DOVER, Del. --- Attorneys representing the family of Correctional Officer Steven Floyd and a number of correctional staffers on Monday filed a 71-page response to an attempt to have their federal lawsuit over the deadly inmate uprising at the Vaughn Correctional Center near Smyrna.
The legal brief argues the lawsuit should be allowed to proceed. Wilmington Attorney Tom Neuberger and other lawyers representing relatives of Floyd, who died during the hostage situation that began on Feb. 1, have said Vaughn was unsafe because of issues like understaffing and state leaders and two governors did not address those problems.
Former governors Ruth Ann Minner and Jack Markell are among those named as defendants in the lawsuit, which was filed in April.
Attorneys representing state officials argued earlier this summer that the case should be dismissed, arguing, among other things, that there is no constitutional right to workplace safety.
The legal brief filed on Monday by Neuberger and the law firm of Jacobs & Crumplar, said recent actions by Gov. John Carney and Delaware's legislature indicated there have been a number of issues at Vaughn and the Department of Correction that were significant enough to require drastic action following the February riot.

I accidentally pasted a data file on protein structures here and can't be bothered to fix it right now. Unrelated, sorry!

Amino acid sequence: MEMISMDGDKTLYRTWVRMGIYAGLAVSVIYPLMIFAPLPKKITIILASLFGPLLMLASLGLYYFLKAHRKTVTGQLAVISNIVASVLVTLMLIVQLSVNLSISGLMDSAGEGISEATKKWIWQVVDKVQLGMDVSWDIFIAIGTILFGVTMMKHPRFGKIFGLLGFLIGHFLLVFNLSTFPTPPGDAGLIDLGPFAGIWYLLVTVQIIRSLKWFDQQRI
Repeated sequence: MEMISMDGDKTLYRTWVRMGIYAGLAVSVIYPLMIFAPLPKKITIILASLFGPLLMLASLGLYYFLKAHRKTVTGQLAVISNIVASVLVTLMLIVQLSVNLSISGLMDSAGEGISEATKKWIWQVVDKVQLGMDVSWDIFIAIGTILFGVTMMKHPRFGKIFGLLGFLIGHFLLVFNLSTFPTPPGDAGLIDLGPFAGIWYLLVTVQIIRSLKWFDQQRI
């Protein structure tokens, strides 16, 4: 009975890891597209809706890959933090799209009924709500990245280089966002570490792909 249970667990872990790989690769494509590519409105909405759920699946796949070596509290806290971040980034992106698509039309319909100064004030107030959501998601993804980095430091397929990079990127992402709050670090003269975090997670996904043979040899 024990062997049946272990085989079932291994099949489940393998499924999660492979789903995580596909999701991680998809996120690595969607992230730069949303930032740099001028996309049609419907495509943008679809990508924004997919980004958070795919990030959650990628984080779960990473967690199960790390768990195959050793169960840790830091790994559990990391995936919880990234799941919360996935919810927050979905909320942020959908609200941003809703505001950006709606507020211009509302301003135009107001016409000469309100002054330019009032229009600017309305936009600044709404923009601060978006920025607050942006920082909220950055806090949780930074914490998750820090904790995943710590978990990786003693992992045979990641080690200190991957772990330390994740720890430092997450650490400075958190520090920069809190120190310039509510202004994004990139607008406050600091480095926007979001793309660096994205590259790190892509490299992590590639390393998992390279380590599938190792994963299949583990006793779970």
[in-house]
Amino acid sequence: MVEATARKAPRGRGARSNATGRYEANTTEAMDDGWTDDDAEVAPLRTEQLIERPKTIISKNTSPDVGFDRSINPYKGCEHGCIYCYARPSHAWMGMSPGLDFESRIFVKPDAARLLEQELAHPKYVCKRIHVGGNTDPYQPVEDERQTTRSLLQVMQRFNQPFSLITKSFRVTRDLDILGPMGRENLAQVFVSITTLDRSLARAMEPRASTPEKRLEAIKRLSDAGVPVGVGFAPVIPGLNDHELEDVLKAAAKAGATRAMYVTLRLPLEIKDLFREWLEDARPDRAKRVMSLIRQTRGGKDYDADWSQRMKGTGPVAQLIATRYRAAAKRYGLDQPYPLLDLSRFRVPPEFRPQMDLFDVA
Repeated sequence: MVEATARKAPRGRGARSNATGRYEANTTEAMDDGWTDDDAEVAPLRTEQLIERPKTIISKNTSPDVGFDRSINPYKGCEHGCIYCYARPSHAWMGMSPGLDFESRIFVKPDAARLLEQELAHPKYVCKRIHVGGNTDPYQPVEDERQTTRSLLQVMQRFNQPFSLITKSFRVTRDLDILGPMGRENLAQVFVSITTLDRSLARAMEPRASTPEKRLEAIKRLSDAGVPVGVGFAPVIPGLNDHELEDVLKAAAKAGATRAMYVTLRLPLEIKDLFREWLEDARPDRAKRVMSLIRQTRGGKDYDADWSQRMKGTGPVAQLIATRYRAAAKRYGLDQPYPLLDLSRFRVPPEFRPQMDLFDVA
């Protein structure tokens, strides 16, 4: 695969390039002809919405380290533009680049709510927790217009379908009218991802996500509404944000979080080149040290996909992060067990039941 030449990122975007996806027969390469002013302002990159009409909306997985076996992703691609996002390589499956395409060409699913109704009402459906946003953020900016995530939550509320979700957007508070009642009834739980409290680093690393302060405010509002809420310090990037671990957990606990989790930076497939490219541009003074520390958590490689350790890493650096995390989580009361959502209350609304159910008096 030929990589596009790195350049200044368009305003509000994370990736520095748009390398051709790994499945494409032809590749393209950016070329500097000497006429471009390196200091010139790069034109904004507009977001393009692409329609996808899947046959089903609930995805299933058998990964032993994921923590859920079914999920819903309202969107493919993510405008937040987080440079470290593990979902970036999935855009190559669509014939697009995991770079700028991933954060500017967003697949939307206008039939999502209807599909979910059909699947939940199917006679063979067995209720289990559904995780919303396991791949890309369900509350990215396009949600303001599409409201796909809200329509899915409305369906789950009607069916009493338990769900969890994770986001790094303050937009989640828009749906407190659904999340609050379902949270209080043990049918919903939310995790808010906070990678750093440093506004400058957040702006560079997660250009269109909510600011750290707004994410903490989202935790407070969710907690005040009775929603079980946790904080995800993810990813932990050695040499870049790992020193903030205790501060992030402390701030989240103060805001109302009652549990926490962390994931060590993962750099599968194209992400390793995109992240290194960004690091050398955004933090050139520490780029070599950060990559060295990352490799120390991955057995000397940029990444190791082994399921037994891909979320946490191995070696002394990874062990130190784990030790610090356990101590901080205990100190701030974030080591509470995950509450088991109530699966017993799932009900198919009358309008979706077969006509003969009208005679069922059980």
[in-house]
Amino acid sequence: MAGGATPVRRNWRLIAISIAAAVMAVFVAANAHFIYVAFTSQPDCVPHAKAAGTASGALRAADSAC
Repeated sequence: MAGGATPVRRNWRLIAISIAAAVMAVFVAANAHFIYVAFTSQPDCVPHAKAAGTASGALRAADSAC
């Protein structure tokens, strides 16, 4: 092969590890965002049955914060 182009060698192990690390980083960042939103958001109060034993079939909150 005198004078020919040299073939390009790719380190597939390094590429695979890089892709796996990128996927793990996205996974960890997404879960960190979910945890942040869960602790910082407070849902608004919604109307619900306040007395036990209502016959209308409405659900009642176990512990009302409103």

“The most compelling evidence of defendants’ conscious disregard and deliberate indifference is revealed by looking at what their successor did. The speed with which the newly elected and current Governor of Delaware and his new appointees at DOC and OMB worked in conjunction with COAD, notified the General Assembly and immediately acted to address and fix the problems is compelling evidence of what defendants should have done and the ease by which it could have been done. Indeed, Governor Carney did more in five short months to fix the DOC than defendants did in 16 long years," the brief reads.
Neuberger said he believes the plaintiffs in their brief "have conclusively proven the guilt of Governor Markell and the blood is on his hands for the torture and death of Lt. Floyd."
The move comes several months after Floyd's death. No one has been indicted in his death, though the Department of Justice has said earlier this month that it plans to go before a grand jury in the coming weeks and months.
Wednesday, January 17 2018 2:46 PM EST2018-01-17 19:46:41 GMT
Drivers in Kent County, Delaware and other parts of northern Delmarva found a messy but manageable commute on Wednesday morning as snow fell in the area, without sticking to many roadways and paths.More
Drivers in Kent County, Delaware and other parts of northern Delmarva found a messy but manageable commute on Wednesday morning as snow fell in the area, without sticking to many roadways and paths. More